Four More Shots Please! Season 2: The Tragedy Of Umara

The world has gone into an unpredictable and unprecedented lockdown period, and however cringe-y Four More Shots Please! is, it’s a relief to see places that aren’t the four walls of my modest apartment.

It is that time of the year again where I sit down and watch Four More Shots Please, just for all my vicarious pleasures. As much as I hate to say this, 4MSP! has been a welcome change in these troubled times, because I don’t have to engage my extremely hassled brain to watch this show, but boy, did it take its required toll on me. There has been a tiny improvement to the show, somehow it feels a little more nuanced this time, but it’s still nowhere enough at all. And this time again, even though the writers have tried to keep the focus more on emotions and less on sex, the answer to all things is alcohol.

The world has gone into an unpredictable and unprecedented lockdown period, and however cringe-y Four More Shots Please! is, it’s a relief to see places that aren’t the four walls of my modest apartment. You can see the combined big budgets that Amazon Prime and Pritish Nandy Communications went all out with, whether it be the cobbled streets of Istanbul, or the weirdly lavish comedy clubs across Mumbai, and the lush, luxurious palace resorts of Udaipur. It’s also a relief to see the continuity being maintained from the first season, which isn’t a lot of effort, given that the storylines for any character aren’t substantial enough in the first place.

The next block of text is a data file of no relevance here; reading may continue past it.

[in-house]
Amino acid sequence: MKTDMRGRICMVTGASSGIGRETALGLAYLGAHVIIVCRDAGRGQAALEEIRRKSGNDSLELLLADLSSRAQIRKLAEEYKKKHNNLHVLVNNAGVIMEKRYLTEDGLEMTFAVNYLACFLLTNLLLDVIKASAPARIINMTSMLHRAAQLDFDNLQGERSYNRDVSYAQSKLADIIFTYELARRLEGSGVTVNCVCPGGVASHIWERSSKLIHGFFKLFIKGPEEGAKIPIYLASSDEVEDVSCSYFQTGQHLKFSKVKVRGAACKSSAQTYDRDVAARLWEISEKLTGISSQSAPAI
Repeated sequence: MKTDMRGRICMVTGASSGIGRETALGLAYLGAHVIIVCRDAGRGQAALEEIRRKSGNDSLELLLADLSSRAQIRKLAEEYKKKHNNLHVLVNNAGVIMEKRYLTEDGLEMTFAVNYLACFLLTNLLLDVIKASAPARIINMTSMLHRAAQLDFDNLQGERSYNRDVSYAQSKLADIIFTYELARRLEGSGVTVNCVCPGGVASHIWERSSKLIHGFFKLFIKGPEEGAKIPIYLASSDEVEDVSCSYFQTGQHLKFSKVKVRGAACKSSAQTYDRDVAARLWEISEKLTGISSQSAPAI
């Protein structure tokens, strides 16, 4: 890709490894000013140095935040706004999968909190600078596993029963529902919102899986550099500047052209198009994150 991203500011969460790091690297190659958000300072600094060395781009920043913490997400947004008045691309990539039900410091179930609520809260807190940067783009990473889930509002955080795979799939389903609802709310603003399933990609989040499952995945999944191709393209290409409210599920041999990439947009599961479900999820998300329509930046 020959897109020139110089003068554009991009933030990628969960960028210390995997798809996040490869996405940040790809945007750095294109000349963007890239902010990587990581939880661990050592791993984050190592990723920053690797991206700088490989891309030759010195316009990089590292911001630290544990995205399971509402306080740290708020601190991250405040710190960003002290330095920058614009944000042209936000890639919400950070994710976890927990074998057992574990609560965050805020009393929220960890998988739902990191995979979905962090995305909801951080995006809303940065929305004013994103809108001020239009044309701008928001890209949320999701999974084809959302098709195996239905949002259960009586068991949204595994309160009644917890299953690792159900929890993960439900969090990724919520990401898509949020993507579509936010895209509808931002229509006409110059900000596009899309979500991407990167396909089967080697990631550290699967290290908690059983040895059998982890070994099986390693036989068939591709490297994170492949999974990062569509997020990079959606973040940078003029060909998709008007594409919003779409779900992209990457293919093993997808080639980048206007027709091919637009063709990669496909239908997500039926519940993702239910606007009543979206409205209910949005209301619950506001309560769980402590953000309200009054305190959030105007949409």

The four friends meet up in Istanbul after the events of the first season’s final episode. They are not on talking terms with each other, and temporarily call for a truce to go on a rescue mission for a seemingly suicidal Siddhi (Maanvi Gagroo), who is somehow homeless, penniless and inebriated out of her wits on the Bosphorus Bridge. Once again, in the universe of 4MSP!, there are no real, long-lasting, life-changing consequences of one’s actions, and everything can be resolved through alcohol. Siddhi’s suicidal tendencies are never addressed, the four friends patch up without really addressing and resolving their differences, and get drunk again. In the middle of all of this, Umang reveals that she chased after her love to Thailand, but was rudely rejected by a screaming, emotionally berserk and still closeted Lisa Ray.